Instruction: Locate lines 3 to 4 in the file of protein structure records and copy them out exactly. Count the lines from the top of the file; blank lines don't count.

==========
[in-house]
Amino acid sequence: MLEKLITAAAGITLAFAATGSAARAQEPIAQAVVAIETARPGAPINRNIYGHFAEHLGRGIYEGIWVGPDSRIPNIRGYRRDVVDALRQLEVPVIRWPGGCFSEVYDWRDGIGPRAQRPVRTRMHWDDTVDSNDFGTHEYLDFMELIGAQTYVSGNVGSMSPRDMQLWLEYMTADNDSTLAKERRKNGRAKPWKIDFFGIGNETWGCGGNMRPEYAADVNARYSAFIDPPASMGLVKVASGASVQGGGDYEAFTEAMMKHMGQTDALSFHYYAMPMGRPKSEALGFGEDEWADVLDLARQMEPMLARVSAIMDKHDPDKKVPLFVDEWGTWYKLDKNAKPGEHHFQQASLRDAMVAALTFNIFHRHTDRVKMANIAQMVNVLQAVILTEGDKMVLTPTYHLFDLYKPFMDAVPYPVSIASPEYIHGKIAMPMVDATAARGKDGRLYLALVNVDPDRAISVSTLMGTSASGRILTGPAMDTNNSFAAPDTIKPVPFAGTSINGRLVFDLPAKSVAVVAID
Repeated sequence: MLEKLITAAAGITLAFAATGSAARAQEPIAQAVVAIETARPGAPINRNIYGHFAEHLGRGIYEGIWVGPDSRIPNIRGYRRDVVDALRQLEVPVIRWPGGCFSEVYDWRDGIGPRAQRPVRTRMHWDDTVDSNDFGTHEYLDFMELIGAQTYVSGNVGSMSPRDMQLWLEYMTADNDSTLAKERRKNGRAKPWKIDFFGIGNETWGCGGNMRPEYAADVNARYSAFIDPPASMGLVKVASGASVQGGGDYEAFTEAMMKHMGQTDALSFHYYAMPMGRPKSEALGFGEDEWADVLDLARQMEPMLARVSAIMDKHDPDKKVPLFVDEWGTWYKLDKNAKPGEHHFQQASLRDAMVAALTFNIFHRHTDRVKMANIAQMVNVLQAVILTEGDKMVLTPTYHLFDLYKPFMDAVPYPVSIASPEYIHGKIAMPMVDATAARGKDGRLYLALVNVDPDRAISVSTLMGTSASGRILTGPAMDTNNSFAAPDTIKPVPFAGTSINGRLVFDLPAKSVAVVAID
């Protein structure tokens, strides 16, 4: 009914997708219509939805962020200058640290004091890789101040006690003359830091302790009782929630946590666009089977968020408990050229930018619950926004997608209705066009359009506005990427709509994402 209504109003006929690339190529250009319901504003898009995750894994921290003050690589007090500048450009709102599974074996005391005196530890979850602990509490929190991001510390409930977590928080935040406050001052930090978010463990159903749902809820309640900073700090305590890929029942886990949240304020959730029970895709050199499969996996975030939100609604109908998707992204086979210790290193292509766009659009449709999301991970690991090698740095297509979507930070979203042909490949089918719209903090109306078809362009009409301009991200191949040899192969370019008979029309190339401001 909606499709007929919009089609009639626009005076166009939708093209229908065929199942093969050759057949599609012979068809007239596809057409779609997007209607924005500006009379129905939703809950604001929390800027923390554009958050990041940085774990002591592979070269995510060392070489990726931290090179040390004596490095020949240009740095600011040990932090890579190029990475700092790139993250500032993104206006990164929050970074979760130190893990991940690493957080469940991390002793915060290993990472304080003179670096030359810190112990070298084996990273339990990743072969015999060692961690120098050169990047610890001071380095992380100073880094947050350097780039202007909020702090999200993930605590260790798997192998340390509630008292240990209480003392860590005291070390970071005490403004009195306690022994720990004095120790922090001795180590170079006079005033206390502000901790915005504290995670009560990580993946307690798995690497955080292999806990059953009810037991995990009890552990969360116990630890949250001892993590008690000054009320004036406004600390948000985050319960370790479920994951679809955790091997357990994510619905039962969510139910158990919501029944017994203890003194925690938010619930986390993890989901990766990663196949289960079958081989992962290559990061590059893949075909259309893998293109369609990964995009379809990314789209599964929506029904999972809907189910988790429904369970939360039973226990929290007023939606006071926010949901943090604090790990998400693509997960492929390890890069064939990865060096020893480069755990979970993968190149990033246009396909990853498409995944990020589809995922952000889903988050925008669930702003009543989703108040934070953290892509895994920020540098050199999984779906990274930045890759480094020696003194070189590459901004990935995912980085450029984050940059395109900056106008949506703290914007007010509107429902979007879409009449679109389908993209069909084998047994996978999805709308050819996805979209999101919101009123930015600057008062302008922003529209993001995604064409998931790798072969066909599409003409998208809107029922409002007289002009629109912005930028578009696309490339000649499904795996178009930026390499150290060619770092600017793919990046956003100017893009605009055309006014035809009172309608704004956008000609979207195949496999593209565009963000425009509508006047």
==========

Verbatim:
Repeated sequence: MLEKLITAAAGITLAFAATGSAARAQEPIAQAVVAIETARPGAPINRNIYGHFAEHLGRGIYEGIWVGPDSRIPNIRGYRRDVVDALRQLEVPVIRWPGGCFSEVYDWRDGIGPRAQRPVRTRMHWDDTVDSNDFGTHEYLDFMELIGAQTYVSGNVGSMSPRDMQLWLEYMTADNDSTLAKERRKNGRAKPWKIDFFGIGNETWGCGGNMRPEYAADVNARYSAFIDPPASMGLVKVASGASVQGGGDYEAFTEAMMKHMGQTDALSFHYYAMPMGRPKSEALGFGEDEWADVLDLARQMEPMLARVSAIMDKHDPDKKVPLFVDEWGTWYKLDKNAKPGEHHFQQASLRDAMVAALTFNIFHRHTDRVKMANIAQMVNVLQAVILTEGDKMVLTPTYHLFDLYKPFMDAVPYPVSIASPEYIHGKIAMPMVDATAARGKDGRLYLALVNVDPDRAISVSTLMGTSASGRILTGPAMDTNNSFAAPDTIKPVPFAGTSINGRLVFDLPAKSVAVVAID
């Protein structure tokens, strides 16, 4: 009914997708219509939805962020200058640290004091890789101040006690003359830091302790009782929630946590666009089977968020408990050229930018619950926004997608209705066009359009506005990427709509994402 209504109003006929690339190529250009319901504003898009995750894994921290003050690589007090500048450009709102599974074996005391005196530890979850602990509490929190991001510390409930977590928080935040406050001052930090978010463990159903749902809820309640900073700090305590890929029942886990949240304020959730029970895709050199499969996996975030939100609604109908998707992204086979210790290193292509766009659009449709999301991970690991090698740095297509979507930070979203042909490949089918719209903090109306078809362009009409301009991200191949040899192969370019008979029309190339401001 909606499709007929919009089609009639626009005076166009939708093209229908065929199942093969050759057949599609012979068809007239596809057409779609997007209607924005500006009379129905939703809950604001929390800027923390554009958050990041940085774990002591592979070269995510060392070489990726931290090179040390004596490095020949240009740095600011040990932090890579190029990475700092790139993250500032993104206006990164929050970074979760130190893990991940690493957080469940991390002793915060290993990472304080003179670096030359810190112990070298084996990273339990990743072969015999060692961690120098050169990047610890001071380095992380100073880094947050350097780039202007909020702090999200993930605590260790798997192998340390509630008292240990209480003392860590005291070390970071005490403004009195306690022994720990004095120790922090001795180590170079006079005033206390502000901790915005504290995670009560990580993946307690798995690497955080292999806990059953009810037991995990009890552990969360116990630890949250001892993590008690000054009320004036406004600390948000985050319960370790479920994951679809955790091997357990994510619905039962969510139910158990919501029944017994203890003194925690938010619930986390993890989901990766990663196949289960079958081989992962290559990061590059893949075909259309893998293109369609990964995009379809990314789209599964929506029904999972809907189910988790429904369970939360039973226990929290007023939606006071926010949901943090604090790990998400693509997960492929390890890069064939990865060096020893480069755990979970993968190149990033246009396909990853498409995944990020589809995922952000889903988050925008669930702003009543989703108040934070953290892509895994920020540098050199999984779906990274930045890759480094020696003194070189590459901004990935995912980085450029984050940059395109900056106008949506703290914007007010509107429902979007879409009449679109389908993209069909084998047994996978999805709308050819996805979209999101919101009123930015600057008062302008922003529209993001995604064409998931790798072969066909599409003409998208809107029922409002007289002009629109912005930028578009696309490339000649499904795996178009930026390499150290060619770092600017793919990046956003100017893009605009055309006014035809009172309608704004956008000609979207195949496999593209565009963000425009509508006047």